"Thomas Pettus was one of those hardy settlers - a land clearer and housebuilder. When, he arrived in 1641, land was available near Jamestown. He built on a tract four miles downriver from the settlement."

"I came on Pettus's holdings on a hot July afternoon and met half a dozen young people who had cleared the land again - at least, a little of it. They scraped the earth with trowels; one brushed with a whisk broom."

"From beneath his yellow hard hat - protection from the sun -archeologist William Kelso of the Virginia Historic Landmarks Commission explained that the team sought 'post molds' - discolored earth that would disclose where posts had stood. Judging from the ashes here, this had been Pettus's smokehouse. 'As you can see,' Bill said, waving a hand toward rows of holes, ' we've found the other buildings of the homestead.' "

"It was not a grand manor. Pettus built a T-shaped house and haphazardly added outbuildings, all of wood. 'It was almost a medieval layout,' Bill continued. 'In the 17th century, men like Pettus were concerned more with survival than pleasing architecture.' He apparently possessed little china or crystal. 'Mostly we've found items of local clay, crudely formed and crudely fired.' "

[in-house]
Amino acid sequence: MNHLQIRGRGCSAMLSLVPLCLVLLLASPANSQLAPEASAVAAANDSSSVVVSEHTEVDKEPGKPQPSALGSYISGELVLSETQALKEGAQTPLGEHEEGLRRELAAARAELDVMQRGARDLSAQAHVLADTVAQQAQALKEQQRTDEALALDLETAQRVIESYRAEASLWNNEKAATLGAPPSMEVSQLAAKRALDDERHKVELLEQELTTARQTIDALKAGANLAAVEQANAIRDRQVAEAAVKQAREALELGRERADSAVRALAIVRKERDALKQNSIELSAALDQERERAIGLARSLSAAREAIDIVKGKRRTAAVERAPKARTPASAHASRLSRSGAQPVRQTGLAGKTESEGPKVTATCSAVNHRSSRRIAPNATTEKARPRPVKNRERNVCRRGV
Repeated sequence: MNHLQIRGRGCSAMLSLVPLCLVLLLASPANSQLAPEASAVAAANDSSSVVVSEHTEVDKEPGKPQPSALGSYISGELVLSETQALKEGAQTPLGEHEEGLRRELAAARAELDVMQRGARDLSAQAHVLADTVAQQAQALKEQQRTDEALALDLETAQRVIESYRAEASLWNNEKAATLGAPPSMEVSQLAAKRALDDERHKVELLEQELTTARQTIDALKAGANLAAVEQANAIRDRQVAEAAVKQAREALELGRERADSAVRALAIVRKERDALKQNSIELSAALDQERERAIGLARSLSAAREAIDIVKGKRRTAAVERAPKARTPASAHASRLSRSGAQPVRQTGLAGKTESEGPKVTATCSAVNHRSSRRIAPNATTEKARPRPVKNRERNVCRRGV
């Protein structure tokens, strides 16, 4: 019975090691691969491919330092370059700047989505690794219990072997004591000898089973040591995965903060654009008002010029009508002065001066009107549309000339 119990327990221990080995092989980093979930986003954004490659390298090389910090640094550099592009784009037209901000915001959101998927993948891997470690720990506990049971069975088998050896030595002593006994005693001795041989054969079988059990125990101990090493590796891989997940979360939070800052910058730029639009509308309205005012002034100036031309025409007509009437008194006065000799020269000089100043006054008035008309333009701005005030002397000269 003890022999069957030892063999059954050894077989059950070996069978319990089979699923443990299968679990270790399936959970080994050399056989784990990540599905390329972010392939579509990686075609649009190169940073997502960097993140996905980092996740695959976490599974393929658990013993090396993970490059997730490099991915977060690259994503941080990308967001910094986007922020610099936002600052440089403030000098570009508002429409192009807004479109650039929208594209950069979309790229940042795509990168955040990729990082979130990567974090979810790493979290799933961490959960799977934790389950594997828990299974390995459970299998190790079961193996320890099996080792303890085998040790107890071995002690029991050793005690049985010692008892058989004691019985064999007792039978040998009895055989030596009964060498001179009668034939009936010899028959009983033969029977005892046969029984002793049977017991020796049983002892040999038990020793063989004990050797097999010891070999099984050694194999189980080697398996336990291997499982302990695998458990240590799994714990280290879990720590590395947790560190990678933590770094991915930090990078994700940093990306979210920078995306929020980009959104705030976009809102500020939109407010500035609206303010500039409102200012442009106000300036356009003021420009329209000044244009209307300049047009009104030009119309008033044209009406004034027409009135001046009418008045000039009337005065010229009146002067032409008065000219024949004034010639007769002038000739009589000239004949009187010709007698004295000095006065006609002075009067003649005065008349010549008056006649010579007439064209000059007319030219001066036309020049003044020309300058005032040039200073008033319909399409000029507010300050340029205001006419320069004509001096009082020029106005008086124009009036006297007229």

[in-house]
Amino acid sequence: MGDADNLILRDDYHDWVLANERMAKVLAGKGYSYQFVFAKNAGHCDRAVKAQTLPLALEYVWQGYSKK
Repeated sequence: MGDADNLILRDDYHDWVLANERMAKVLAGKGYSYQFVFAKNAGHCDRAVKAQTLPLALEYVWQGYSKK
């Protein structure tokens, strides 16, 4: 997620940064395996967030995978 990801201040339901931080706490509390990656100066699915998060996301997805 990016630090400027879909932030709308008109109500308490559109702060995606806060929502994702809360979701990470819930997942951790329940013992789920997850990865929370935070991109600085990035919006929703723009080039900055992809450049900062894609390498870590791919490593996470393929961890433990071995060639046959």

Later findings and thinking can be found in William M. Kelso's "Rescue Archaeology of the James - Early Virginia Country Life" 3 and Kingsmill Plantations, 1619-1800, Archaeology of Country Life in Colonial Virginia, Studies in Historical Archaeology 12 which is an extensive study of the Kingsmill Plantations and contains many references to Thomas Pettus' Littletown Plantation.

Colonel (Councilor) Thomas PETTUS was an active participant in the affairs of Jamestowne and Old Fields at Middle Plantation, Williamsburg's name until the 66-year-old community was incorporated in 1699, and he is mentioned in many documents of the period. After Colonel Thomas died in 1660, the plantation house and land passed to his son Captain Thomas Pettus, Jr.